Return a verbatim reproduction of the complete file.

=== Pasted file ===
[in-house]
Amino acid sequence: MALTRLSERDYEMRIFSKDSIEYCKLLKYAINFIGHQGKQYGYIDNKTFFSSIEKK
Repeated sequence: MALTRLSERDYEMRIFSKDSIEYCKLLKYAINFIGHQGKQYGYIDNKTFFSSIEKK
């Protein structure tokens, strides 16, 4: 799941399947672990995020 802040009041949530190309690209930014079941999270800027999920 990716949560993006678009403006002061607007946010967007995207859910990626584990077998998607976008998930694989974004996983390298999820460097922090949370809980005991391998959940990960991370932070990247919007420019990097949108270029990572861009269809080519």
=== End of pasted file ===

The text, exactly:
[in-house]
Amino acid sequence: MALTRLSERDYEMRIFSKDSIEYCKLLKYAINFIGHQGKQYGYIDNKTFFSSIEKK
Repeated sequence: MALTRLSERDYEMRIFSKDSIEYCKLLKYAINFIGHQGKQYGYIDNKTFFSSIEKK
């Protein structure tokens, strides 16, 4: 799941399947672990995020 802040009041949530190309690209930014079941999270800027999920 990716949560993006678009403006002061607007946010967007995207859910990626584990077998998607976008998930694989974004996983390298999820460097922090949370809980005991391998959940990960991370932070990247919007420019990097949108270029990572861009269809080519």